The urgent Pompeo and Bolton forays into the region may calm some of the jitters, but regional experts say the uncertainties over US policy are unlikely to subside as the US moves by fits and starts to transition out of more than two decades of a hyper-commitment to the region.
Much of the Middle East, and above all US allies from Saudi Arabia to Israel, thought they were getting, in Trump, an American president who was on their side and would stick with them, says Mr. Alterman of CSIS.
But now a region that has “gotten used to a large-scale American commitment” is finding that the Trump administration, like the Obama administration before it, is learning “we have to be judicious about the commitments we make and the resources we pour into the Middle East,” Alterman says.
Moreover, he says the region is being buffeted by an administration that has yet to figure out, any better than the previous one, “what a normal American presence in the Middle East looks like.”
For some observers, Middle East allies are beginning to realize like everyone else that while presidential tweets may not be hard and fast edicts, they do seem to point the direction in which Trump intends to take policy.
ALIGNING ‘BRAIN AND GUT’
“We’ve seen this happen before, where the president announces a broad goal that seems to suddenly shift direction and leaves his top aides with the urgent task of recalibrating US policy,” says James Phillips, a senior research fellow for Middle Eastern affairs at the conservative Heritage Foundation in Washington. “What we’re witnessing at the moment is both Pompeo and Bolton acting to realign the administration’s thinking with the president’s gut.”
This alignment of “brain and gut” can be a “hard slog,” Mr. Phillips says, and can require a round of “damage control” – which is how he characterizes the basic theme of the Pompeo and Bolton Mideast trips. But he adds that both advisers will encounter skepticism in the region – including over whether or not they actually represent the president’s thinking or are conveying presidentially vetted policy.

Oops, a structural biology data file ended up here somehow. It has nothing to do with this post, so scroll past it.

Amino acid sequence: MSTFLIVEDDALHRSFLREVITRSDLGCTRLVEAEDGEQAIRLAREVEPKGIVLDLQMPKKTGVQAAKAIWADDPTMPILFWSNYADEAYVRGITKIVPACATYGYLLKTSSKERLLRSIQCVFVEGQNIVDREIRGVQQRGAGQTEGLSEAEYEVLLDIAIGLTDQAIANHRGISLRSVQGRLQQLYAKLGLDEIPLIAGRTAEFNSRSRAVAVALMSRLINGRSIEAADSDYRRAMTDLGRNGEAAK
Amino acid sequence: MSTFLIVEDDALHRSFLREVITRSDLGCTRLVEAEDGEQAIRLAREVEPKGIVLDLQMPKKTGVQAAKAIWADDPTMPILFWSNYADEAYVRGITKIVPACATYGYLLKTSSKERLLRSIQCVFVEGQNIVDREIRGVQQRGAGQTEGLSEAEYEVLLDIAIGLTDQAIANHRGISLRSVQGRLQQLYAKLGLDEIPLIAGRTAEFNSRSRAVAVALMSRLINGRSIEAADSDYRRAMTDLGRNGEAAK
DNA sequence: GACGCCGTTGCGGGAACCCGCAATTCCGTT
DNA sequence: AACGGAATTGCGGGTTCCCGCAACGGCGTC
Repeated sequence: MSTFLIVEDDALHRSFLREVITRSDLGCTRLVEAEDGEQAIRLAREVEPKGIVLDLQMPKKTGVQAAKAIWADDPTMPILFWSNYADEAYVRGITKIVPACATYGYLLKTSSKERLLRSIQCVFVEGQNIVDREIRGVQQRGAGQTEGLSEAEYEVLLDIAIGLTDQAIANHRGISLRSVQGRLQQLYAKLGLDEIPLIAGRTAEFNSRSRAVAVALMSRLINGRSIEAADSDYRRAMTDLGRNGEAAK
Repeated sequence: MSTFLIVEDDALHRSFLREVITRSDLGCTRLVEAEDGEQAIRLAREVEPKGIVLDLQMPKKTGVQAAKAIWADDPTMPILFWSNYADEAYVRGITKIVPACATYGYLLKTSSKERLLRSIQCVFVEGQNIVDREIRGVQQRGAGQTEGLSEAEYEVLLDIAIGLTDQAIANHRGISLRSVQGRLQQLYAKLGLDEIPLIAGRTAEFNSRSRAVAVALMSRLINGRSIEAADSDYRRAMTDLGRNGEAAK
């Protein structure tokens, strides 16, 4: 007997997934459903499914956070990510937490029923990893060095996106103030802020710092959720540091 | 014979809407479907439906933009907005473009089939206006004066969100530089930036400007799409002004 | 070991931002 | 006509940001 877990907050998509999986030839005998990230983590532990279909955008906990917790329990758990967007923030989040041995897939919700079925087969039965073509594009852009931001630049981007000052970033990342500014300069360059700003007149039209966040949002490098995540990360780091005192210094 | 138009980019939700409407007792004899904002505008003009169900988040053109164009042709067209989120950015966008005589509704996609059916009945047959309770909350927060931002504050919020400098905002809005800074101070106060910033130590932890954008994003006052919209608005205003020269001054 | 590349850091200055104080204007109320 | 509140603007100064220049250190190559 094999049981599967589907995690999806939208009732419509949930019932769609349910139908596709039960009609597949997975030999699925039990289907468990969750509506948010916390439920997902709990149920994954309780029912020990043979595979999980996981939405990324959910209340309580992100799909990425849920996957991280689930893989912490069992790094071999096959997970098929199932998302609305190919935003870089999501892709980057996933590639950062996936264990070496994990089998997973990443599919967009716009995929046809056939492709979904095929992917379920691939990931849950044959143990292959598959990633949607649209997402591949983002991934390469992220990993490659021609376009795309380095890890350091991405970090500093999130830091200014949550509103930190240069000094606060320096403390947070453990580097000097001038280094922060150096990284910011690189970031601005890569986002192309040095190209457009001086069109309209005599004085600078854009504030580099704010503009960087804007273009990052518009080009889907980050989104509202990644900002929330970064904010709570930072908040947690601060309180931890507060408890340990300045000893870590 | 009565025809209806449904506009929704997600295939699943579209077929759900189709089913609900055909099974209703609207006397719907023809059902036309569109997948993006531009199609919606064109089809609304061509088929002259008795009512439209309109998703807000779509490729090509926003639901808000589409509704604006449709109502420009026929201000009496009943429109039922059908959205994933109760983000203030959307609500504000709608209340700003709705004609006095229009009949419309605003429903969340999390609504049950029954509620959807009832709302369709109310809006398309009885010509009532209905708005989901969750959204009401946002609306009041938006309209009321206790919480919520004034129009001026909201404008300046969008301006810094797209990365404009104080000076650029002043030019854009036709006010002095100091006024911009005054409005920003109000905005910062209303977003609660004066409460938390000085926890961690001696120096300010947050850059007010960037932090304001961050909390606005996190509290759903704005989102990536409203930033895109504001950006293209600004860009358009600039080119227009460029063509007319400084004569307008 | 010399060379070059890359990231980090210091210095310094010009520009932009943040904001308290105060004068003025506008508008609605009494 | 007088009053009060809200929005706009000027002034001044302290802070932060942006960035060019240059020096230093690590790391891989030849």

“There’s a nervousness [in the region] for sure,” he says. “The president has undercut his aides before and hurt their credibility.” But he says there are also signs that Trump’s aides are able to influence and soften Trump’s gut pronouncements – as with the president appearing to draw closer to Bolton’s slow-walking and conditioning of a US Syria withdrawal.
No one seems to know exactly where US Mideast policy is headed, but some clues as to the contours and priorities of that policy are likely to come out of a speech Pompeo is set to deliver in Cairo, probably Wednesday.
“The secretary will speak on the US remaining a force for good in the region,” says one senior State Department official. One likely subset of that theme: that the Trump administration priority of countering Iran’s “malign activities” in the region remains unchanged, with or without a Syria withdrawal.
Underscoring that priority is Pompeo’s itinerary, which will take him to each of the Gulf Cooperation Council’s six members, including Saudi Arabia. The GCC countries will want to hear more about US intentions on Iran, but US officials say that in Saudi Arabia, Pompeo will also deliver the message (intended for congressional ears as much as for Riyadh) that the administration remains dissatisfied with the level of “credibility and accountability” in the kingdom’s deliberations on the murder of Saudi journalist and US resident Jamal Khashoggi.
A REVERSAL IN TONE
One thing officials and regional experts alike say Pompeo’s speech is almost certain to be: a reversal of the tone set by President Barack Obama a decade ago in his own Cairo speech, in which he announced a new beginning for US relations with Muslim countries, including respect for moderate Islamist political participation.
“I’d expect to hear a much different speech about Islam and the future of the Middle East from Pompeo,” says Phillips. “Rather than an Obama-esque opening to political Islam, it will be much more of a pro-Egyptian-regime, anti-Islamist-ideology speech.”
Alterman says he expects Pompeo to underscore “continuity and stability” in US policy in the region – including a reaffirmed commitment to countering Iran.
Pompeo may not name Obama in his speech, officials with knowledge of the secretary’s intentions say. But he will forcefully reject the previous administration’s engagement with Iran, including the international nuclear deal from which Trump has withdrawn the US.
It remains to be seen, however, just how far a speech that promises continuity in the US commitment to the region will go in reassuring allies who can expect to see more upheaval in US Mideast policy in the coming months, Alterman says.
“Pompeo can promise continuity and stability, but this president values his ability to constantly surprise people,” he says. “So Pompeo will try to reassure and the president will go on trying to surprise – and where the balance comes out, nobody knows.”